/ STREAMS, FUNCTIONAL PROGRAMMING, STATE, OBJECT-ORIENTED PROGRAMMING

Java streams and state

With Java 8 streams, it seems Functional Programming has won. Long live statelessness and recursion! Reality is a bit more nuanced: as always in software programming, it depends. I believe that the more tools in your toolbelt, the better it is.

When all you have is a hammer, everything looks like a nail.

In Functional Programming, every function needs to be pure: output only depends on input, and there are no side-effects. For this reason, Java methods to create infinite streams are not used (much?).

Take for example Stream.generate(). I’ve seen only two usages:

Stream.generate(Math::random);    (1)
Stream.generate(() -> "Java");    (2)
1Random value generation
2Constant value generation

Likewise, the following snippet is the most common example of Stream.iterate():

Stream.iterate(0, i -> i + 1);

Iteration is easy when the computation of the next term is simple. A data structure is required when the computation becomes more complex.

Here’s an example with a function that computes the square of the index, so that it can be summed afterwards (e.g. 12 + 22 + 32 + …​ n2):

Stream.iterate(new double[]{1, 1},
               pair -> new double[]{pair[0] + 1, Math.pow(pair[0] + 1, 2)});

I’m not sure this is the most readable code snippet. To make it cleaner, let’s create a dedicated structure:

public class Pair {

    public final int index;
    public final double value;

    public Pair(int index, double value) {
        this.index = index;
        this.value = value;
    }
}

Stream.iterate(new Pair(1, 1),
               pair -> new Pair(pair.index + 1, Math.pow(pair.index + 1, 2)));

This is only marginally better, as the computation logic is still "hidden" in the lambda. One solution could be to let the Pair compute the next value:

public class Pair {

    public static final Pair SEED = new Pair(1, 1);

    public final int index;
    public final double value;

    public Pair(int index, double value) {
        this.index = index;
        this.value = value;
    }

    public Pair next() {
        return new Pair(index + 1, Math.pow(index + 1, 2));
    }
}

Stream.iterate(Pair.SEED, Pair::next);

I think this is a pretty neat solution. It can be re-used for other functions/series/suites as well.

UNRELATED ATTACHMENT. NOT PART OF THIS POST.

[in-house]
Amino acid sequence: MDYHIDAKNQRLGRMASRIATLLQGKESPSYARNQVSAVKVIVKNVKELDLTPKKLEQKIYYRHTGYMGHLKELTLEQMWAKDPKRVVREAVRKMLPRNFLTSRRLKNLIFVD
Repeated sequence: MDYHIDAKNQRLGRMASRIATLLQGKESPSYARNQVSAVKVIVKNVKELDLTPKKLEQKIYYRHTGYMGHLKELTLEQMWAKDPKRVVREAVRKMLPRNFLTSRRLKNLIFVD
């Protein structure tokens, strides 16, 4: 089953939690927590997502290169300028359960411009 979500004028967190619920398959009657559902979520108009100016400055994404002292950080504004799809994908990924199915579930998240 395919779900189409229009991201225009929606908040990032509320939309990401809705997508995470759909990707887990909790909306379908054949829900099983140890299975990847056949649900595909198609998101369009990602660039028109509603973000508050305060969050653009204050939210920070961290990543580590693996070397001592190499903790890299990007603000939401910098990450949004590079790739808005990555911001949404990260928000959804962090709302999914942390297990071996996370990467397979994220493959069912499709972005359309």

Here’s an example for the factorial function:

public class Factorial {

    public static final Factorial SEED = new Factorial(1, 1);

    public final int index;
    public final int value;

    public Factorial(int index, int value) {
        this.index = index;
        this.value = value;
    }

    public Factorial next() {
        return new Factorial(index + 1, value * index);
    }
}

Stream.iterate(Pair.SEED, Pair::next);

And another one for the Fibonacci suite:

public class Fibonacci {

    public static final Fibonacci SEED = new Fibonacci(1, 1);

    public final int previous;
    public final int value;


    public Fibonacci(int previous, int value) {
        this.previous = previous;
        this.value = value;
    }

    public Fibonacci next() {
        return new Fibonacci(value, value + previous);
    }
}

Stream.iterate(Fibonacci.SEED, Fibonacci::next);

Notice how state was introduced? It made the code easier to read.

Now, let’s push the things a bit further. Remember the Stream.generate() function above? With the correct stateful Supplier, it can replace Stream.iterate():

public class IncrementSupplier implements Supplier<Integer> {

    private int value;

    public IncrementSupplier(int seed) {                      (1)
        this.value = seed;
    }

    @Override
    public Integer get() {
        return ++value;                                       (2)
    }
}

Stream.iterate(0, i -> i + 1);                                (3)
Stream.generate(new IncrementSupplier(0));                    (3)
1The seed becomes part of the Supplier
2Increment the value and return it
3Those are equivalent

Developers are more creatures of passion, than creatures of reason. It’s not because Java offers Functional Programming, that it now disallows state. While state is an issue in concurrent programming contexts, it can be a huge help toward more readable code.

Nicolas Fränkel

Nicolas Fränkel

Nicolas Fränkel is a Developer Advocate with 15+ years experience consulting for many different customers, in a wide range of contexts (such as telecoms, banking, insurances, large retail and public sector). Usually working on Java/Java EE and Spring technologies, but with focused interests like Rich Internet Applications, Testing, CI/CD and DevOps. Currently working for Exoscale. Also double as a teacher in universities and higher education schools, a trainer and triples as a book author.

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